"They are going to be good," Gore says of the guys blocking for him. "I just wish that I could have been younger with them. They've got great potential. They want it. They are fighting. They have a great future."**

Contract Year Brings Specific Goal For Donte Moncrief

**Yep, the numbers certainly back up what Donte Moncrief wants to improve on in 2017.

Yards after catch.

That's a part of Moncrief's game that he wants to see ascend in the final year of his rookie contract.

In 2014, Moncrief averaged 6.7 yards after catch (8th in the NFL). In 2015, that number dipped to 4.1 YAC (66th in the NFL). Last year, it plummeted to 2.5 YAC (106th in the NFL).

The Colts have always been enamored about the playmaking ability for Moncrief.

That should not be relegated to just the red zone, where Moncrief had 7 touchdown catches in limited action last season.

With a healthy shoulder, Moncrief is back for his fourth NFL season.

A new position coach is now in Indianapolis for Moncrief and the staff remains bullish on the potential for the 6-2, 220-pound wideout.So Many New Faces For Ted Monachino

Stay tuned later this week for more from Ted Monachino on Colts.com.

For now, here are some quick hitters after Monachino met the media for the first time this offseason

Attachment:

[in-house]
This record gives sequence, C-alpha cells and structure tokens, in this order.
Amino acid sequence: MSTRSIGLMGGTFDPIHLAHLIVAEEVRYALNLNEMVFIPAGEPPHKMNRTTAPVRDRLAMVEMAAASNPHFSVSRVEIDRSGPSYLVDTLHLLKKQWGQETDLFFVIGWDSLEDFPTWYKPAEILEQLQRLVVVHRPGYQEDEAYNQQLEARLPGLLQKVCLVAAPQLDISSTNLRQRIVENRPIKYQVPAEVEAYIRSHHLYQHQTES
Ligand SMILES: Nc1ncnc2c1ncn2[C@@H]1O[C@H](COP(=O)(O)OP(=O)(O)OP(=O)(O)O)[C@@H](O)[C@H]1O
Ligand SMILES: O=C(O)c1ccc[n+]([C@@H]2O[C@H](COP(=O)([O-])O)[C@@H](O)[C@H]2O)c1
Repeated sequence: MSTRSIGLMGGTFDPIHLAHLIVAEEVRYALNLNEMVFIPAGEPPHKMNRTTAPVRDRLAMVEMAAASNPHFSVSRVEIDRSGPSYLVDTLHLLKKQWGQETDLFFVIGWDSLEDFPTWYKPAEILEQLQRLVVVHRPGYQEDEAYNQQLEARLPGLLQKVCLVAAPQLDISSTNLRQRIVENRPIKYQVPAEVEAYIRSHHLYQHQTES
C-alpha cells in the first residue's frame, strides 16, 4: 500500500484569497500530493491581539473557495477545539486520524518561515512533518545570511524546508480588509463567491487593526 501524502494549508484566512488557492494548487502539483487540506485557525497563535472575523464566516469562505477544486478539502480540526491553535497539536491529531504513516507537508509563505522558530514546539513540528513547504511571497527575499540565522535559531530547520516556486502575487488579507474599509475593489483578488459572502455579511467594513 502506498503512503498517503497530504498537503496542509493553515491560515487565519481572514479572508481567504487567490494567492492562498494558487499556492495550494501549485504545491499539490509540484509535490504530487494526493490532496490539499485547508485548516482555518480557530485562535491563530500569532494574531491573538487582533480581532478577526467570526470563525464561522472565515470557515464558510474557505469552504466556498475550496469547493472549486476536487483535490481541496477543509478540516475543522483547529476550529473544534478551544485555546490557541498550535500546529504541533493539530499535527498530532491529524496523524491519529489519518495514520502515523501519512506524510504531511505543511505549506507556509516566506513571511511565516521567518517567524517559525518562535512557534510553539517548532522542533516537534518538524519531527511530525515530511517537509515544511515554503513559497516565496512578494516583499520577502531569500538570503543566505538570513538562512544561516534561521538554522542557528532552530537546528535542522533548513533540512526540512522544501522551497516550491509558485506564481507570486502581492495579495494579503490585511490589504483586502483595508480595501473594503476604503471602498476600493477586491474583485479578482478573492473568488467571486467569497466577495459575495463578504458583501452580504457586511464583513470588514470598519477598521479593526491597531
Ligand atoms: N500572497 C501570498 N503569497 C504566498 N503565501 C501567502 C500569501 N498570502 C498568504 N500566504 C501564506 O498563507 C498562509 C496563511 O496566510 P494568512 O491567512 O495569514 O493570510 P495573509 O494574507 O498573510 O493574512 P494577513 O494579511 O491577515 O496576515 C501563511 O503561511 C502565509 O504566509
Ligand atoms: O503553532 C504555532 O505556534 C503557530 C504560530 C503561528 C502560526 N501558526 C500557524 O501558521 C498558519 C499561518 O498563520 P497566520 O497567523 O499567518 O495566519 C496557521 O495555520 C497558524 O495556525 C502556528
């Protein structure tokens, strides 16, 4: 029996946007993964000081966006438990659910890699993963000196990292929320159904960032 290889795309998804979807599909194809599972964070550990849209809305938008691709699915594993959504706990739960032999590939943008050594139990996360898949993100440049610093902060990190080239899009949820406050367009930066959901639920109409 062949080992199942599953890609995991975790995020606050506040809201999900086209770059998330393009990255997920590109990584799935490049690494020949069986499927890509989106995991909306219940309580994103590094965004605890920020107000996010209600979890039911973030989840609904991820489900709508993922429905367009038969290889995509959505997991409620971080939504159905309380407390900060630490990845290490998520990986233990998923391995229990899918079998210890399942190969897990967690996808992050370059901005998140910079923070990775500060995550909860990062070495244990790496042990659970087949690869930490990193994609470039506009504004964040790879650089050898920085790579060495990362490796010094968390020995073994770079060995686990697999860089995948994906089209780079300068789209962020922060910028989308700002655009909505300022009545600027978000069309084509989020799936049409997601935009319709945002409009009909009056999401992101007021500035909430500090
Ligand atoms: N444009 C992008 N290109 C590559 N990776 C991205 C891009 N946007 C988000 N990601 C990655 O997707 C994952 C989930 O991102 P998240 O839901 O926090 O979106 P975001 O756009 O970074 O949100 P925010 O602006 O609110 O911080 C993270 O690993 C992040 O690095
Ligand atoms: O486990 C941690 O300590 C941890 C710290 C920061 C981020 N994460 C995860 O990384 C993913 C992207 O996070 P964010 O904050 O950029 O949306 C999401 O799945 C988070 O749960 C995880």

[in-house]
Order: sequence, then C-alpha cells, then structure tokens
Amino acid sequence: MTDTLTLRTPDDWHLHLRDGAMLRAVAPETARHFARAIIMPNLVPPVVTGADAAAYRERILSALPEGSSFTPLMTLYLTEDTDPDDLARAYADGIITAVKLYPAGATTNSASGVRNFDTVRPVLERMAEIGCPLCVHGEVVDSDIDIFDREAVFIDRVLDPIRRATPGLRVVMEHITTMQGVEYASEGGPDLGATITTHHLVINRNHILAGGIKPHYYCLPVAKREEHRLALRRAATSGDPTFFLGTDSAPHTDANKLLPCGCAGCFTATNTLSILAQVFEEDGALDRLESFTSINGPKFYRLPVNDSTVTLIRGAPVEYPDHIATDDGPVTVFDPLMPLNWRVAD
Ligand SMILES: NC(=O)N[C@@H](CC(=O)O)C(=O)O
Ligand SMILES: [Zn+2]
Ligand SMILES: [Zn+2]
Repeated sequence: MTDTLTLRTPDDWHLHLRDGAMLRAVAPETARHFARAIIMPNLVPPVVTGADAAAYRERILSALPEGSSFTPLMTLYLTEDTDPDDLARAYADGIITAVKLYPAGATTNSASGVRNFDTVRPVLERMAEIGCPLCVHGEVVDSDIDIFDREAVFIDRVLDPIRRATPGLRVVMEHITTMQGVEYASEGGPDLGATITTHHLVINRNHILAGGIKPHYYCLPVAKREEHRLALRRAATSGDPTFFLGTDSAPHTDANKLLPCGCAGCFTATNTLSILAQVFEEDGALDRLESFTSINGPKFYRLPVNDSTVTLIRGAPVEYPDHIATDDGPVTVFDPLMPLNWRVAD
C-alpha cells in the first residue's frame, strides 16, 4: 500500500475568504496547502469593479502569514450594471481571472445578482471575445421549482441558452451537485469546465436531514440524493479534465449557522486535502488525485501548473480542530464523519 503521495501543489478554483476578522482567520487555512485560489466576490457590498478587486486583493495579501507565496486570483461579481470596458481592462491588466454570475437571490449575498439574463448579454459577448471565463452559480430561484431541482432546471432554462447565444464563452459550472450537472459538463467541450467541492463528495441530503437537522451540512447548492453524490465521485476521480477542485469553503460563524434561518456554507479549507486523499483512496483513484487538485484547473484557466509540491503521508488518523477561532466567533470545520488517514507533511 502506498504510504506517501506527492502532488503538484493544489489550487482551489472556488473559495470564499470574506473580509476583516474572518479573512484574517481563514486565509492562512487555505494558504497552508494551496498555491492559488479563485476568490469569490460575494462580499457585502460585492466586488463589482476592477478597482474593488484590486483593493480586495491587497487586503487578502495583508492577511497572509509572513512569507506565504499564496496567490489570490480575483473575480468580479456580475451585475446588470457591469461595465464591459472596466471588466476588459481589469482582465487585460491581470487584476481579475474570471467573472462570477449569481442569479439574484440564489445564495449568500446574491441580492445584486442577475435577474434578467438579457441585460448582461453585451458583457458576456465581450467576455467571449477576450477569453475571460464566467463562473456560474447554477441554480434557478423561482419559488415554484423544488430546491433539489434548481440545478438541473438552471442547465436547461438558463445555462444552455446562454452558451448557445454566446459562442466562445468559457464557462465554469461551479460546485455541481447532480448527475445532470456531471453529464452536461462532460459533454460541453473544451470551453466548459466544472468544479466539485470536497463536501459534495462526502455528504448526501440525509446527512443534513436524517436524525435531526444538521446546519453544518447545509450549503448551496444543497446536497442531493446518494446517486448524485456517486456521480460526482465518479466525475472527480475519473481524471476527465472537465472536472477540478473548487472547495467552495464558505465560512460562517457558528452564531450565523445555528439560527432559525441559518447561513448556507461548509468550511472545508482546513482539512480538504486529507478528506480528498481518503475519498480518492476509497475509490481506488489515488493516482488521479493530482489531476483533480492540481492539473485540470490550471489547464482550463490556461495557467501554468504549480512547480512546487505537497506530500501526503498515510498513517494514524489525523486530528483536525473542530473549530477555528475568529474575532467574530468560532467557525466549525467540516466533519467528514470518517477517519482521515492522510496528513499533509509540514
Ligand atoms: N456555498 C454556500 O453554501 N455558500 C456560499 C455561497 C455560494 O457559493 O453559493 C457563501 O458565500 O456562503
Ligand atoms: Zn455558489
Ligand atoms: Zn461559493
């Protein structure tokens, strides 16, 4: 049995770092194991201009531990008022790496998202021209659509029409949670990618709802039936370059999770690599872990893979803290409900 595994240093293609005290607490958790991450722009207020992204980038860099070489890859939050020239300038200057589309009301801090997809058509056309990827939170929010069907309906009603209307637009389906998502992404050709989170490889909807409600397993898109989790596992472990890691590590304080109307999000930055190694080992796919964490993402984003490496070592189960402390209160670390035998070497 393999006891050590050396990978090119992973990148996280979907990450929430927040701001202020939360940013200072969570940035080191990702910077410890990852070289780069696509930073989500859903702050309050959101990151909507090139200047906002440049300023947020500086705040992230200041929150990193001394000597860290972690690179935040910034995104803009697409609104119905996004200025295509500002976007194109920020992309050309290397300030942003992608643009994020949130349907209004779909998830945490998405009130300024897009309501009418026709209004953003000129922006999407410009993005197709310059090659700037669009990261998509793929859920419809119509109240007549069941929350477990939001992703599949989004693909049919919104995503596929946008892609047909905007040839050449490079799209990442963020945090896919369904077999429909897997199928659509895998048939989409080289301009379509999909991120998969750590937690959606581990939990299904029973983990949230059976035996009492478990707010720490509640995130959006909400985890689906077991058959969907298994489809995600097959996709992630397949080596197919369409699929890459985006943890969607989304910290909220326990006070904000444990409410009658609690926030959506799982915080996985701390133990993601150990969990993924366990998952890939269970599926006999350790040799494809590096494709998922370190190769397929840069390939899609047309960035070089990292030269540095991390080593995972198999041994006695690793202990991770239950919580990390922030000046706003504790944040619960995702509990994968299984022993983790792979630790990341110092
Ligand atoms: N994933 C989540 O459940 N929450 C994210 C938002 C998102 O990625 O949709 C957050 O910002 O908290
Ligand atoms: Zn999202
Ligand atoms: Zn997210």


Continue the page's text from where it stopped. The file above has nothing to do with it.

• New Centerfielder: When the Colts took Malik Hooker with the 15th overall pick, Monachino's unit gained a player that immediately upgrades the ball-hawking nature of his defense. "It sure is comforting knowing that you have a rare cat back there that can get pylon from pylon while the ball is in the air," Monachino says of Hooker. The Colts are not expected to have Hooker on the field until Training Camp, as their first-round pick completes his recovery from January surgery. Where does Monachino want to see Hooker improve? "I think the learning curve will be in the run fits, something he will have to spend a little extra time (with coaches) on. I think that's one thing we will ask him to do occasionally. The kid is so dominant in the deep parts of the field that it's hard to take him out of there. It's not like we are going to spend a lot of time teaching him how to rush the passer and blitz. That's silly." Expect Hooker roaming hashmark to hashmark come this fall.